Category Archives: Rants and Ramblings

“It’s Not Church Without The Singing”

This is meant to be an encouraging post for all those who are worried about worship without no singing, or feel that it just is not church without some element of singing. After all, Methodists especially are known to be ‘Born in Song‘. As churches start to go back to the buildings, at least in part, but without being able to sing – how can that be worship?

Music, and particularly singing, have always been a big part of my life. Indeed my mum’s pearl of wisdom to my husband when we got married was, “If she’s not singing within a couple of seconds of putting her feet on the floor in a morning, you are in trouble! She’s either grumpy or ill”.

Music has always been a major element I used in leading worship. So often a song can say what you have been struggling to. Picking hymns/songs always took the longest part of preparing a service, to ensure that they carried and enhanced what was being said and offered to God.

So, I can understand the feeling of people who cannot comprehend worship without music, and cannot imagine what it will be like, and how it can be true worship at all. But, we are having to find new, meaningful ways of doing so many things – and different does not always mean worse, we can find a new worth and value.

When my illness first took hold fifteen years ago, and probably the thing that initially immediately stopped my ministry of preaching and leading worship, I lost all power to my voice. As anyone who has heard me speak will know, my voice goes hoarse very quickly when I start talking, especially at any volume, and my struggle with breathing makes it very difficult to regulate even talking. If I need to talk for any length of time, even in conversation, my throat aches so much for days afterwards. Pre-recording at my pace, with lots of gaps no one else sees has become an opportunity for me to do some small parts of worship again, but it is not something I could do live, or frequently. Singing therefore is impossible.

Hence why this is, I hope, encouragement to those who are struggling with worship with no singing. At first I hated not being able to sing. It wasn’t me. Singing was how I expressed everything in my life (if we could have Pamsperambulation – the Musical, we would!), including my worship of God, and I was bereft without it. But I am here to tell you that it is possible, you can get used to it, we can find other ways to share our worship with God. It may take time and effort, but the new ways that we discover may offer a different slant to our worship, a new facet to our relationship to God.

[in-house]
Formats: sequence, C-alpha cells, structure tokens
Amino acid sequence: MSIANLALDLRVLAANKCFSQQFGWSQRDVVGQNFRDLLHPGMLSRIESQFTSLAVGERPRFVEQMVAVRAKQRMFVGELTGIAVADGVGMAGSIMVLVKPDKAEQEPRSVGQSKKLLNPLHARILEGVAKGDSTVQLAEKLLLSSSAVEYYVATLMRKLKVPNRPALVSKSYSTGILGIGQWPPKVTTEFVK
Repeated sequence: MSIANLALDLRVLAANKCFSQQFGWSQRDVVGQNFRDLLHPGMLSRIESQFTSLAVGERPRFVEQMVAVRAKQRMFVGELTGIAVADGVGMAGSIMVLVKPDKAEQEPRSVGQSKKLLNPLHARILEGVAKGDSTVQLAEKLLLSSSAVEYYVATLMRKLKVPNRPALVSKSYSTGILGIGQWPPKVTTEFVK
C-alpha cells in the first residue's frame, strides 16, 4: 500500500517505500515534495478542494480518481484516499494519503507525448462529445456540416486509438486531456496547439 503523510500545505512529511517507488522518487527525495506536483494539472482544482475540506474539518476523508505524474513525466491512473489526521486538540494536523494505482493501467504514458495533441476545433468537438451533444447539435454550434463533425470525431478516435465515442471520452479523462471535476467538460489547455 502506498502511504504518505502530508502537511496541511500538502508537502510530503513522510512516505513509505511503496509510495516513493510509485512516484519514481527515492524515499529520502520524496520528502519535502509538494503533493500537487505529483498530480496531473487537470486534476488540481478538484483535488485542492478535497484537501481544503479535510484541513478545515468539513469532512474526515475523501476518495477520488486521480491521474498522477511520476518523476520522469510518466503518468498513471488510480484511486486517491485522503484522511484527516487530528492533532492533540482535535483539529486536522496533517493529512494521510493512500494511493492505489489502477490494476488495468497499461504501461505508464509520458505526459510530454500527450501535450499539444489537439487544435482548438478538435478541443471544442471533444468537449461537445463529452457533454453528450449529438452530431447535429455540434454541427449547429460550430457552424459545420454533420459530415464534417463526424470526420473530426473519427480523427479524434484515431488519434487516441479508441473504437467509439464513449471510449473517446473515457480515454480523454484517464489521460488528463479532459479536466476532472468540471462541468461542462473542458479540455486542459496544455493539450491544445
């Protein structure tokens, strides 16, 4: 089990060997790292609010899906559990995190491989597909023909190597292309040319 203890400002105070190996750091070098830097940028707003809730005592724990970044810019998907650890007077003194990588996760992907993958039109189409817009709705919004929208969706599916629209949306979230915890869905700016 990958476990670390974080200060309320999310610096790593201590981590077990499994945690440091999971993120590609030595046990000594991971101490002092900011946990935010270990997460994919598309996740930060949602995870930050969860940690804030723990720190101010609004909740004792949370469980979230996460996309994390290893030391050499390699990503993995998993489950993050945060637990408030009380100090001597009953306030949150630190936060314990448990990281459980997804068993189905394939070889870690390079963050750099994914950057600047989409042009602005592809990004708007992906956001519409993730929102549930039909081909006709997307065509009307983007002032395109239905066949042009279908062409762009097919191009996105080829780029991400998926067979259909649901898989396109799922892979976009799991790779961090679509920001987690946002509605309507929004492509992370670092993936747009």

One of the things I have found is that the less noise I can make, the more I can listen and hear God. God get’s a chance to speak, because I am quiet!

I am certain there are other people for whom singing is difficult, or uncomfortable for varying reasons, or actually it is just not their thing.

So, please don’t despair, don’t think this is the end of worship – we may yet discover a richer seam and a new encounter with God – because after all, worship is about God and not the method.

Basically, what Matt Redman says:

‘Shielding’ in a Time of Pandemic


I’m really too ill to be writing this, but I am incensed!

I aplogise if it doesn’t make sense, but I’m in my 4th week of non-COVID-19 pneumonia.

So, last night I just happened to walk in the room as the bbc happened to mention that vulnerable people would be allowed out from Monday.

I checked the Government website – nothing.

Then this morning I saw this tweet.

This raises three questions in my mind:

1)Is that what counts for a Government Announcement now?
2)What has changed that suddenly makes my very poorly lungs safe if I get Covid? (In conversation with someone they pointed out that it isn’t more safe – they’ve just got space for me in the hospital!)
3) there’s still nothing on the government website (and no communication via the inane text service that started and stopped)

I’m writing this listening to the Daily Briefing – and it makes even less sense because the talk is of extending Shielding at the same time as easing it.  I am very confused – and not a little furious – and unsafe.

This is all heaped on top of my experience of Shielding.

Register on as vulnerable they said and you will get lots of help.  I registered on the website the minute I got my letter, I have heard not one thing.  I have not heard from the supermarkets to get a ‘priority’ home delivery shopping slot (and I have spent absolutely hours on the phone to Sainsbury’s trying to get registered and failing), I have never had a phone call to check if I’m ok and I have never had a food parcel.  My husband has had to keep running the risk of going shopping once a week.